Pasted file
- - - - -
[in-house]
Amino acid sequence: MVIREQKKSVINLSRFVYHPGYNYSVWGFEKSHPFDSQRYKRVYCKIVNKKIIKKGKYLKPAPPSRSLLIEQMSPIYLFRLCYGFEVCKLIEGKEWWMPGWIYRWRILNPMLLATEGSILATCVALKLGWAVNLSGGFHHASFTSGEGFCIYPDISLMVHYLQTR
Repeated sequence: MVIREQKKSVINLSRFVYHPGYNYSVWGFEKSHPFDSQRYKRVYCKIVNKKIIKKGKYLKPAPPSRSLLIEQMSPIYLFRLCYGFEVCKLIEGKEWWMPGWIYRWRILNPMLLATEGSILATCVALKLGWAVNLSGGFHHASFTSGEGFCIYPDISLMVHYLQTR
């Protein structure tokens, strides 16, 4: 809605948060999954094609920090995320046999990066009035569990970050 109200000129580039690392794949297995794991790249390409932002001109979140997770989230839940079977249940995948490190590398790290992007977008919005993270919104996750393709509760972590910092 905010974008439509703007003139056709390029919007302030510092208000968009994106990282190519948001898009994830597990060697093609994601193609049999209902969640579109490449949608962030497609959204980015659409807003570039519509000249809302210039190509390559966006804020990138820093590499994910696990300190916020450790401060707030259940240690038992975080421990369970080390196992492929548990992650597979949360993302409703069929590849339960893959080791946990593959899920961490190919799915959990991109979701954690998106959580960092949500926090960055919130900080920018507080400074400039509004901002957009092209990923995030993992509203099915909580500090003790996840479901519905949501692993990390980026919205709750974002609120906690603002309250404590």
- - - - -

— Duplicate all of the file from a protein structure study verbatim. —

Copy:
[in-house]
Amino acid sequence: MVIREQKKSVINLSRFVYHPGYNYSVWGFEKSHPFDSQRYKRVYCKIVNKKIIKKGKYLKPAPPSRSLLIEQMSPIYLFRLCYGFEVCKLIEGKEWWMPGWIYRWRILNPMLLATEGSILATCVALKLGWAVNLSGGFHHASFTSGEGFCIYPDISLMVHYLQTR
Repeated sequence: MVIREQKKSVINLSRFVYHPGYNYSVWGFEKSHPFDSQRYKRVYCKIVNKKIIKKGKYLKPAPPSRSLLIEQMSPIYLFRLCYGFEVCKLIEGKEWWMPGWIYRWRILNPMLLATEGSILATCVALKLGWAVNLSGGFHHASFTSGEGFCIYPDISLMVHYLQTR
């Protein structure tokens, strides 16, 4: 809605948060999954094609920090995320046999990066009035569990970050 109200000129580039690392794949297995794991790249390409932002001109979140997770989230839940079977249940995948490190590398790290992007977008919005993270919104996750393709509760972590910092 905010974008439509703007003139056709390029919007302030510092208000968009994106990282190519948001898009994830597990060697093609994601193609049999209902969640579109490449949608962030497609959204980015659409807003570039519509000249809302210039190509390559966006804020990138820093590499994910696990300190916020450790401060707030259940240690038992975080421990369970080390196992492929548990992650597979949360993302409703069929590849339960893959080791946990593959899920961490190919799915959990991109979701954690998106959580960092949500926090960055919130900080920018507080400074400039509004901002957009092209990923995030993992509203099915909580500090003790996840479901519905949501692993990390980026919205709750974002609120906690603002309250404590």